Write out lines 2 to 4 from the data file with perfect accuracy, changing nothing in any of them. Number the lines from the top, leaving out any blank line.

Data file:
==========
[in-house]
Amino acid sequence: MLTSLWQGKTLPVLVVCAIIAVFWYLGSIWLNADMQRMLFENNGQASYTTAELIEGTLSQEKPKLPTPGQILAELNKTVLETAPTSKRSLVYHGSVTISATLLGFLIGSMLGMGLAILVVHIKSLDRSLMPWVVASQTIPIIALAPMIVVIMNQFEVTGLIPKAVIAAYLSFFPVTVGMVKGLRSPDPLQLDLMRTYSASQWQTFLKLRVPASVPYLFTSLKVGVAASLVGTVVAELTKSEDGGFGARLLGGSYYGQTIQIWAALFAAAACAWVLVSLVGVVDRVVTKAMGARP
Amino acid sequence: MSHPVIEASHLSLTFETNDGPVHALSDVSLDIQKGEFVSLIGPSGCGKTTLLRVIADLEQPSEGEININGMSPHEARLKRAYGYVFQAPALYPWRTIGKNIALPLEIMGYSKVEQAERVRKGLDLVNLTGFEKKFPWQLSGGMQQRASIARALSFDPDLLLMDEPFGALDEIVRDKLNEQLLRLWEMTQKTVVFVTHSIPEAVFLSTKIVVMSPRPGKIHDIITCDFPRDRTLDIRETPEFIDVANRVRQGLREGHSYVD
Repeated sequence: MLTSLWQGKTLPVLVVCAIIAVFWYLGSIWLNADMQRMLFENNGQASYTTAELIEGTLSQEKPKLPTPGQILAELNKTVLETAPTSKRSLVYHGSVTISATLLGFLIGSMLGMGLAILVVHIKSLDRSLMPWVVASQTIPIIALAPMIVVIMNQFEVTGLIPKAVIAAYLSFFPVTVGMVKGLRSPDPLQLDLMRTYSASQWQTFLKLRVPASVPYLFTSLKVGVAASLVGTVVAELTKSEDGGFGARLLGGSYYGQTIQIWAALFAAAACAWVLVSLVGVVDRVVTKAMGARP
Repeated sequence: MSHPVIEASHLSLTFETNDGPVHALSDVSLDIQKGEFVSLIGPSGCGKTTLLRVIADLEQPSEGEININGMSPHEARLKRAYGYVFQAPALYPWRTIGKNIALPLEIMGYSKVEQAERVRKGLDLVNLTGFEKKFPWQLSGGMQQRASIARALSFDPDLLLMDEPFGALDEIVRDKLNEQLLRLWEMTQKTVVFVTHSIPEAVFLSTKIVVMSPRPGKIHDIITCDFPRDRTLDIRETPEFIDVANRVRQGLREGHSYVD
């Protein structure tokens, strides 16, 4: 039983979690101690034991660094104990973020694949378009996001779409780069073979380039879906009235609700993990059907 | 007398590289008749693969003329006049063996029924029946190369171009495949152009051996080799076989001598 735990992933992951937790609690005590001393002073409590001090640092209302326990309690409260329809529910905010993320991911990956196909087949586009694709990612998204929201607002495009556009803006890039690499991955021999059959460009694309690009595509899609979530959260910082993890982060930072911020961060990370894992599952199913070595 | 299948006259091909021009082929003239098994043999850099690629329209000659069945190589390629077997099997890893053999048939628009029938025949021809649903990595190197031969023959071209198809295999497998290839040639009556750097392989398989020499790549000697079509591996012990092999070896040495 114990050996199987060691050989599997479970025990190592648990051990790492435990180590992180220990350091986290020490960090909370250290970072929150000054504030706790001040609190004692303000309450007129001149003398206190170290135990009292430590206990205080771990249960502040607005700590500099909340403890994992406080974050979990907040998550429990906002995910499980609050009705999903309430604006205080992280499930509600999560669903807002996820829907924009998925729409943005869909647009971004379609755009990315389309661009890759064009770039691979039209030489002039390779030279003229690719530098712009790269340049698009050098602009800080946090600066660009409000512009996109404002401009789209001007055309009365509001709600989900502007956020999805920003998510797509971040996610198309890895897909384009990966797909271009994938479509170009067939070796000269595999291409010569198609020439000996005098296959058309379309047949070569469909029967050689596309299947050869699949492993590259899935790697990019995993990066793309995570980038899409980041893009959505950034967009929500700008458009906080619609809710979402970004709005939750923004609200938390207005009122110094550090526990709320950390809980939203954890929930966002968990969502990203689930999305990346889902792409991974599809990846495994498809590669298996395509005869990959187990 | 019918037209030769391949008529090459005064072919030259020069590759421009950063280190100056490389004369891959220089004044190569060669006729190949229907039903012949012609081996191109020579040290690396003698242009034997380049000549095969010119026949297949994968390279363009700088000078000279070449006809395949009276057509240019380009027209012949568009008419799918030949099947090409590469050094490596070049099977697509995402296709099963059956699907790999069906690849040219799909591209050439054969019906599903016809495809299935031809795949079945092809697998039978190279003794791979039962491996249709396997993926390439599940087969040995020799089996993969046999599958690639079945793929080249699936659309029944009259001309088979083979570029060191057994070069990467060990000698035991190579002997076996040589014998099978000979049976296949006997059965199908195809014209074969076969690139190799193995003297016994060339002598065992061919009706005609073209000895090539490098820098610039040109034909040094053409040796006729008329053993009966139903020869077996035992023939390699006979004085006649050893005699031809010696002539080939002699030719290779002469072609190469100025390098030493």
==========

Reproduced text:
Amino acid sequence: MLTSLWQGKTLPVLVVCAIIAVFWYLGSIWLNADMQRMLFENNGQASYTTAELIEGTLSQEKPKLPTPGQILAELNKTVLETAPTSKRSLVYHGSVTISATLLGFLIGSMLGMGLAILVVHIKSLDRSLMPWVVASQTIPIIALAPMIVVIMNQFEVTGLIPKAVIAAYLSFFPVTVGMVKGLRSPDPLQLDLMRTYSASQWQTFLKLRVPASVPYLFTSLKVGVAASLVGTVVAELTKSEDGGFGARLLGGSYYGQTIQIWAALFAAAACAWVLVSLVGVVDRVVTKAMGARP
Amino acid sequence: MSHPVIEASHLSLTFETNDGPVHALSDVSLDIQKGEFVSLIGPSGCGKTTLLRVIADLEQPSEGEININGMSPHEARLKRAYGYVFQAPALYPWRTIGKNIALPLEIMGYSKVEQAERVRKGLDLVNLTGFEKKFPWQLSGGMQQRASIARALSFDPDLLLMDEPFGALDEIVRDKLNEQLLRLWEMTQKTVVFVTHSIPEAVFLSTKIVVMSPRPGKIHDIITCDFPRDRTLDIRETPEFIDVANRVRQGLREGHSYVD
Repeated sequence: MLTSLWQGKTLPVLVVCAIIAVFWYLGSIWLNADMQRMLFENNGQASYTTAELIEGTLSQEKPKLPTPGQILAELNKTVLETAPTSKRSLVYHGSVTISATLLGFLIGSMLGMGLAILVVHIKSLDRSLMPWVVASQTIPIIALAPMIVVIMNQFEVTGLIPKAVIAAYLSFFPVTVGMVKGLRSPDPLQLDLMRTYSASQWQTFLKLRVPASVPYLFTSLKVGVAASLVGTVVAELTKSEDGGFGARLLGGSYYGQTIQIWAALFAAAACAWVLVSLVGVVDRVVTKAMGARP